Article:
Malfunctioning fare boxes have long been a problem for the MTA because the mechanisms take a beating from the constant rumbling of buses along bumpy city streets. Generally, when a fare box malfunctions, the operator continues on the route without collecting cash fares.

Davis said part of the procedure for taking a fare box out of service is for the operator to call the control center and get permission to put an orange bag over the machine.

In his e-mail exchange, Davis asked for information about bus numbers and other details if the customer saw fare boxes out of service.

"We'll get supervisors on it to monitor the service. Also we'll get covert monitors riding the line," Davis told the customer. He said the MTA would use its automatic vehicle locator technology to check the on-time performance of the lines in question.

"The administrator is committed to improve service, and we will do what it takes to achieve that goal," Davis wrote.

Davis confirmed that the agency would use "mystery riders" to detect violations. "We have a company that does it, plus we do it internally," he said in an interview. In cases where there is an unexplained loss of revenue on a certain line, Davis said, MTA officials would review video from the buses to see whether there is a problem.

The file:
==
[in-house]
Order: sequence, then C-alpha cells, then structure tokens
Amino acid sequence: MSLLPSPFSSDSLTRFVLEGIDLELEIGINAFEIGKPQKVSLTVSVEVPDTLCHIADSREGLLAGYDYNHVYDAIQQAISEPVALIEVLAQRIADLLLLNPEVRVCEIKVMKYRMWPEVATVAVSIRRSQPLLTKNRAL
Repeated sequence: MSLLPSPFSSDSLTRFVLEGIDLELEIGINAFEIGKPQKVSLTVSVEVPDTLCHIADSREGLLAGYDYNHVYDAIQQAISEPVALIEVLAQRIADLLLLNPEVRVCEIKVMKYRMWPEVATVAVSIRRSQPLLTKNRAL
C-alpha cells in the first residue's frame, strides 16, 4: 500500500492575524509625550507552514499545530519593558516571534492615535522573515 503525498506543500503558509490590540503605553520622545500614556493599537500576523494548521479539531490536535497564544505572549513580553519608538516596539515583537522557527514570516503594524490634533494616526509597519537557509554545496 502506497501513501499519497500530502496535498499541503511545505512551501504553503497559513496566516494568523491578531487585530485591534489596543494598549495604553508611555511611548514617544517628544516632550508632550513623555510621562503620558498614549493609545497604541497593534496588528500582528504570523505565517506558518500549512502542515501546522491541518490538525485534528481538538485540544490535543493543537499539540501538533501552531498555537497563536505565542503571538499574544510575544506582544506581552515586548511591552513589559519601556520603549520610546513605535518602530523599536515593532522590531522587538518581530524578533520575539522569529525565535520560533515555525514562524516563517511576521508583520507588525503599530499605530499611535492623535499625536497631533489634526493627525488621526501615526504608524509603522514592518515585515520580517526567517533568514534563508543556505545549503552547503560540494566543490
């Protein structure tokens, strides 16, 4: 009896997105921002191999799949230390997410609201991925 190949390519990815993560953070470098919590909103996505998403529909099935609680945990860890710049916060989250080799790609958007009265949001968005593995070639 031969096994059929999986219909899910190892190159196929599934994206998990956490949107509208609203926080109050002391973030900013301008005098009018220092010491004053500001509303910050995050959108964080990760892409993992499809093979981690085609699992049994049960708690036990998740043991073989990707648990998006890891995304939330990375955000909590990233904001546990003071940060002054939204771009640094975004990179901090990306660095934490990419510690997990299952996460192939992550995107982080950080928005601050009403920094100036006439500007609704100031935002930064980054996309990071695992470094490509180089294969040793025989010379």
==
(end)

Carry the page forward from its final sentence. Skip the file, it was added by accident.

As far as he knows, Davis said, the agency has not discussed the matter with the operators union, or sent a bulletin to employees. But he said a bulletin could go out soon.

MTA passenger Jonathan Howard of Baltimore said it was wrong to blame bus operators rather than the conditions that might have motivated them to skip fare collections.

"If there's a jam at the fare box, the operators who are concerned about staying on schedule (there are a few of them, not many) will wave the passengers with passes along and count them manually while the cash customer is feeding the box," Howard wrote. "Most operators don't seem to be in any rush though, so if they have to wait awhile for folks to get on, no problem for them."

The MTA's performance in collecting fares is a frequent subject of concern in Annapolis, because agency expenses that are not covered by revenues are made up in the form of subsidies — a condition shared by nearly every transit agency in the country.

By statute, the MTA is required to cover 35 percent of its costs from revenues — the bulk of which come from fares. But the agency, which has a $617 million budget in the current fiscal year, typically struggles to meet that goal, bringing protests from rural legislators whose constituents typically do not use transit services.

MTA spokesman Terry Owens said the fare box recovery figure for Baltimore's bus system is about 31 percent. The agency has no estimate of what might be lost in the form of uncollected fares, he said.

Cohen said the MTA administration faces a problem in dealing with the issue publicly. "If you do your job right, warts show up and then the enemies of funding want to get you."

The transit advocate said the losses would not be great because cash fares make up a small percentage of MTA revenue.

"It's not a huge amount of money," he said, "but it is a drip, a persistent drip."